Compounding the Problem

A couple of days ago Pirelli announced it was to reconsider the colours it uses to distinguish which compound of tyre Formula 1 cars are wearing, and how they are displayed on the tyres.

I remember a long time ago, when I used to read car magazines every week and watch Top Gear religiously on a Thursday evening on BBC2 at 8:30pm, a magazine called Auto Express ran a story saying that the then F1 tyre supplier had found a way of colouring the whole tyre during the manufacturing process without compromising grip levels. They said that within a year all Teams could select the colours of their tyres to match the livery on the cars, so Ferrari would have red tyres, Williams would have blue, and so on.

I was really excited by this story, and waited with great anticipation for the cars with matching tyres to hit the circuits. It never happened. Looking back I do now wonder if it was real, did I dream it? But surely if it was a dream I wouldn’t recollect the siting of the article on the page in the magazine, the little picture of an F1 car with blue tyres and discussing at length with my friend James what colours each team would run. So was it an April Fool? That would seem to be the logical answer, or it could have just been too expensive.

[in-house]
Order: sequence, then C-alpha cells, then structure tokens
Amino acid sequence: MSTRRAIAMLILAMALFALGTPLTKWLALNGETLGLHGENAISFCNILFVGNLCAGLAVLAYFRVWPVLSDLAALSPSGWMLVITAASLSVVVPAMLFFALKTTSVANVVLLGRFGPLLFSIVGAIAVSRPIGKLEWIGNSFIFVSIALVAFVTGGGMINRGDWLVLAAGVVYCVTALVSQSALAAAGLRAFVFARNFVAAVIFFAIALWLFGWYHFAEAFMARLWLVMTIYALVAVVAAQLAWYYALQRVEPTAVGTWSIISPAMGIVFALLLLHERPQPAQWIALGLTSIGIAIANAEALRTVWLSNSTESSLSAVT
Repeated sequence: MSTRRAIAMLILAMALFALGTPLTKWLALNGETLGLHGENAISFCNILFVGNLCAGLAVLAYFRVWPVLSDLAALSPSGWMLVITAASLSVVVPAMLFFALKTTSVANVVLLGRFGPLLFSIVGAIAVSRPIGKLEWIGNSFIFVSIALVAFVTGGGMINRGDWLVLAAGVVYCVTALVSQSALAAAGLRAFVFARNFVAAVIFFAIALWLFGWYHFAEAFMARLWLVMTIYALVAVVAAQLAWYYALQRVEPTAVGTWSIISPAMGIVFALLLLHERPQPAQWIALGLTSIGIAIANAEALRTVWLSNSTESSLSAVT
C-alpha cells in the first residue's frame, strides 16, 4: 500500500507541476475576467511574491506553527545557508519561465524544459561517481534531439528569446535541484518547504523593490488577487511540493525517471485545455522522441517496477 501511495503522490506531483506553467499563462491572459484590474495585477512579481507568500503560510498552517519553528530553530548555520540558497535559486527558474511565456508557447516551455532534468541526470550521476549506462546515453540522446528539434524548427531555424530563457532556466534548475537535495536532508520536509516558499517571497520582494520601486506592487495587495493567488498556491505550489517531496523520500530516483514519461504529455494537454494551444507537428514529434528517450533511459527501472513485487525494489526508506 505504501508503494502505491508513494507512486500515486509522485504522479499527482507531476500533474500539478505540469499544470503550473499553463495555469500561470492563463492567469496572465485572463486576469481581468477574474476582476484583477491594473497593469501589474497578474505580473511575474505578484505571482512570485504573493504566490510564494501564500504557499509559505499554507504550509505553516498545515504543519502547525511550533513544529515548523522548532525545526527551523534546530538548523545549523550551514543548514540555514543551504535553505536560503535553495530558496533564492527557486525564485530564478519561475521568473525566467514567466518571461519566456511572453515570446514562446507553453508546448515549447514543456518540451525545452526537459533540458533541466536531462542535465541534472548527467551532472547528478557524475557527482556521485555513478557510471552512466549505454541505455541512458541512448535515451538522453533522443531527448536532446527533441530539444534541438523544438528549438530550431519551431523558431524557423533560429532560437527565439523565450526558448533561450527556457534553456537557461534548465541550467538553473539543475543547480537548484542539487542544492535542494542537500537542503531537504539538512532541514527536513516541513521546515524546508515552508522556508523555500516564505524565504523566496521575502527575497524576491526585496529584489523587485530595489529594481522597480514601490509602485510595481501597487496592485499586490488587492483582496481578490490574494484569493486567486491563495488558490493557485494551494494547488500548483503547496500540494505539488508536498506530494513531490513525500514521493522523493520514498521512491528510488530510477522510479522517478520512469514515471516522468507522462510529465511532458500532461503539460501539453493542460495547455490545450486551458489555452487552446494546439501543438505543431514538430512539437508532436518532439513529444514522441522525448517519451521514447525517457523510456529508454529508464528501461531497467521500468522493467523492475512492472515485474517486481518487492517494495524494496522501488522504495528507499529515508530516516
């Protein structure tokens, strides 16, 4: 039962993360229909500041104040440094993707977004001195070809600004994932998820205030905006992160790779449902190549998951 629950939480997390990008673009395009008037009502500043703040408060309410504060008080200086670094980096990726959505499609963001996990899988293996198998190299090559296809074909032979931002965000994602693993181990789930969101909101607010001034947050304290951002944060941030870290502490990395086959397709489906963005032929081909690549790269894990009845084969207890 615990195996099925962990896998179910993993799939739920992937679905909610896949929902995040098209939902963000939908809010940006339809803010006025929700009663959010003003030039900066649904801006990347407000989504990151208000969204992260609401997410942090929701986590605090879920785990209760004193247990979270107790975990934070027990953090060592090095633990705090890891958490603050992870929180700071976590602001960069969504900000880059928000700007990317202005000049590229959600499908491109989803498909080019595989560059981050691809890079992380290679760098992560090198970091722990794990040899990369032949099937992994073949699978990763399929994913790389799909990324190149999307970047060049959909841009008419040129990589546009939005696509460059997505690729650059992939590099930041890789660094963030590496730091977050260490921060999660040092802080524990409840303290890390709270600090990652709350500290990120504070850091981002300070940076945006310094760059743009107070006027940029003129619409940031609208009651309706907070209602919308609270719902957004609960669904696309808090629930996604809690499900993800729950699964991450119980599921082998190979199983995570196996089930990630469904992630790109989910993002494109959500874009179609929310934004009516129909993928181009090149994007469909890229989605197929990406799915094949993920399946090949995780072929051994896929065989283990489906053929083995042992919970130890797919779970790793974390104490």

But if Formula 1 and Pirelli want to make it obvious from any viewing angle what type of tyre a car is running at any given moment, what more blatant a way than colouring the entire tyre?! Is it possible? Is it financially viable? What would it look like?!


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